HERSHEY, Pa. — President Trump told supporters on Tuesday at a rally in Pennsylvania that they were “lucky I became your president” before entering into a screed against House Democrats for introducing articles of impeachment against him, calling the effort “flimsy” and “the lightest impeachment in the history of our country.”
“They’re now admitting there was no collusion,” Mr. Trump said, raising his voice to a shout and accusing Democratic leaders of backing away from specific criminal charges of bribery and extortion they had considered. “They’re impeaching me and there are no crimes. This has to be a first in history.”
Mr. Trump also targeted Speaker Nancy Pelosi’s decision to work with him to complete portions of his administration’s signature North American trade pact, known as the United States-Mexico-Canada Agreement, and suggested that she had done so to “smother the impeachment crap.”
“We’ve been waiting a long time for Nancy Pelosi to announce U.S.M.C.A.,” he said of the agreement, announced by Ms. Pelosi shortly after the articles were released, to strengthen portions of the deal. “And she did it on the same day that they announced that they are going to impeach the 45th president of the United States, and your favorite president.”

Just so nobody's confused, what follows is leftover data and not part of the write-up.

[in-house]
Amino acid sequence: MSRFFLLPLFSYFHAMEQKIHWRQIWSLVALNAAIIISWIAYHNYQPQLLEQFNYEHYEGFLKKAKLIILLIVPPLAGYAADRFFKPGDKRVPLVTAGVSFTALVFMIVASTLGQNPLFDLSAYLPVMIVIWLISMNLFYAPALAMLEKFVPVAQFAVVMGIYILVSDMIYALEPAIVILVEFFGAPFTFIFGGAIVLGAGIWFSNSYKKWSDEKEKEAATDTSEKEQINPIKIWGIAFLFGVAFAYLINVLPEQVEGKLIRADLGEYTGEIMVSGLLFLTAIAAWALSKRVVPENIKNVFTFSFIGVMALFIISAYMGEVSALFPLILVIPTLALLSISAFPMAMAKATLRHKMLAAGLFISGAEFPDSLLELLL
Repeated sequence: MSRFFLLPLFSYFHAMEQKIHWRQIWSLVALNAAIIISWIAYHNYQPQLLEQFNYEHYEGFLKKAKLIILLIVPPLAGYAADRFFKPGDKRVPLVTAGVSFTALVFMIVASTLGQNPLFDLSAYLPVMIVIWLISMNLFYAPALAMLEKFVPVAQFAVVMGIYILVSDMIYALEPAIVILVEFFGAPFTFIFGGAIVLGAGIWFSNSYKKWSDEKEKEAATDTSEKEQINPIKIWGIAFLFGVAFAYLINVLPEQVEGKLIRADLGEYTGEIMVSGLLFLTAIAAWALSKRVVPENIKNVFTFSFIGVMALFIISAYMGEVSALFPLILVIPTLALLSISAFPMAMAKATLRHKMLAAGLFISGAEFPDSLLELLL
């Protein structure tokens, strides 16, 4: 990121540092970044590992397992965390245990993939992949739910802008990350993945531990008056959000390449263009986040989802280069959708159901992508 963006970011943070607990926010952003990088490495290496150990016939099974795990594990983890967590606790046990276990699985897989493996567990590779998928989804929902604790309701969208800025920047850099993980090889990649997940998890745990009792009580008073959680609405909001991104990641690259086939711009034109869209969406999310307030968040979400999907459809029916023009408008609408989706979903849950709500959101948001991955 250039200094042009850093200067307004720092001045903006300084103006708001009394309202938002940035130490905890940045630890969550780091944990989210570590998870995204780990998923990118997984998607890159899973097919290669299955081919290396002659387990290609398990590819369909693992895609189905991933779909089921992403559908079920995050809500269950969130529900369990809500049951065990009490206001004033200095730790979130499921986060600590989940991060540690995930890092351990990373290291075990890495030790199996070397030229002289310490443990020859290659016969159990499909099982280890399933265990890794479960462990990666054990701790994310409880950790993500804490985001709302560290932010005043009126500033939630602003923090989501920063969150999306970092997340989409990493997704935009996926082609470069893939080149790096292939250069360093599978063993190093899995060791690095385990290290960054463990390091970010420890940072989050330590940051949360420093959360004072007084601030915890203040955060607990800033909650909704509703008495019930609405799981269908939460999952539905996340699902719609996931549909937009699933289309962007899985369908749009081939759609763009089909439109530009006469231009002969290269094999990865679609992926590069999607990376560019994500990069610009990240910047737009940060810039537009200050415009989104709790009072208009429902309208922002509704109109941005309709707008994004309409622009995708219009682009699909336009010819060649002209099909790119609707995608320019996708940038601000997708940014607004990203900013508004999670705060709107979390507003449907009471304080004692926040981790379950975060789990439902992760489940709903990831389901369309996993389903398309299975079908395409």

The rally gave the president an opportunity to have a lengthy last word — and fire up a portion of his base in a crucial swing state — on one of the most consequential days of his presidency. Hours earlier, House Democrats had formally called for Mr. Trump’s removal from office, announcing two articles of impeachment against him, one for obstruction of Congress and the other for abuse of power. The president, they argued, “ignored and injured the interests of the nation” in his dealings with a foreign government.
With his voice rising and falling as he toggled between pride over a strong labor market and anger over impeachment, Mr. Trump made it clear he took it personally.
“The radical left Democrats,” he said, “are trying to nullify an election and overthrow a democracy.”
He later warned that “any Democrat who votes for this sham will be voting to sacrifice the House majority, their dignity and their career.”
Ticking off other stories surrounding his administration, Mr. Trump denounced a long-awaited report by the Justice Department’s independent inspector general that ruled that F.B.I. officials had sufficient reason to open the investigation into links between Russia and Trump campaign aides in 2016, and acted without political bias.
He took a swipe at the inspector general — an official he singled out for being appointed by “Barack Hussein Obama” — and his handpicked F.B.I. director, Christopher A. Wray, returning to a line of attack from earlier in the day — “You have great people in the F.B.I. but not good leadership.”
The president added that he anticipated reading a report by John H. Durham, a prosecutor appointed by Attorney General William P. Barr to investigate the origins of the Russia investigation.
Before arriving in Pennsylvania, Mr. Trump spent the day on Twitter attacking the substance of the impeachment articles, which seek to outline how he pressured Ukraine to announce a public investigation into former Vice President Joseph R. Biden Jr., a chief political rival, in part by holding up military aid.